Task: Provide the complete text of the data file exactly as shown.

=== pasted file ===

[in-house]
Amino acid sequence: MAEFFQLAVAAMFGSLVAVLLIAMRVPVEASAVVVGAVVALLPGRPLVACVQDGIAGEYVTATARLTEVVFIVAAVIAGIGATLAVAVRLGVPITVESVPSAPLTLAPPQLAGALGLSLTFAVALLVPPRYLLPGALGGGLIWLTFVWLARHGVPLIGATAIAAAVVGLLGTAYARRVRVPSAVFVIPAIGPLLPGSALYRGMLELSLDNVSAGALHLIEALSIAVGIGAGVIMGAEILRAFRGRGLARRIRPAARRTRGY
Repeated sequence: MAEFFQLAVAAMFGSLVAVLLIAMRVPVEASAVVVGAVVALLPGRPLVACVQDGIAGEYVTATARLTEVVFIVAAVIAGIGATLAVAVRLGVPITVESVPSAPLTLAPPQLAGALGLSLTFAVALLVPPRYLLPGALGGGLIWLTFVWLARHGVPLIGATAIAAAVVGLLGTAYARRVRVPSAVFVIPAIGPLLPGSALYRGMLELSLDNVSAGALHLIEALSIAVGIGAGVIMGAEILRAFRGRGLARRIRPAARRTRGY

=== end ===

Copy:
[in-house]
Amino acid sequence: MAEFFQLAVAAMFGSLVAVLLIAMRVPVEASAVVVGAVVALLPGRPLVACVQDGIAGEYVTATARLTEVVFIVAAVIAGIGATLAVAVRLGVPITVESVPSAPLTLAPPQLAGALGLSLTFAVALLVPPRYLLPGALGGGLIWLTFVWLARHGVPLIGATAIAAAVVGLLGTAYARRVRVPSAVFVIPAIGPLLPGSALYRGMLELSLDNVSAGALHLIEALSIAVGIGAGVIMGAEILRAFRGRGLARRIRPAARRTRGY
Repeated sequence: MAEFFQLAVAAMFGSLVAVLLIAMRVPVEASAVVVGAVVALLPGRPLVACVQDGIAGEYVTATARLTEVVFIVAAVIAGIGATLAVAVRLGVPITVESVPSAPLTLAPPQLAGALGLSLTFAVALLVPPRYLLPGALGGGLIWLTFVWLARHGVPLIGATAIAAAVVGLLGTAYARRVRVPSAVFVIPAIGPLLPGSALYRGMLELSLDNVSAGALHLIEALSIAVGIGAGVIMGAEILRAFRGRGLARRIRPAARRTRGY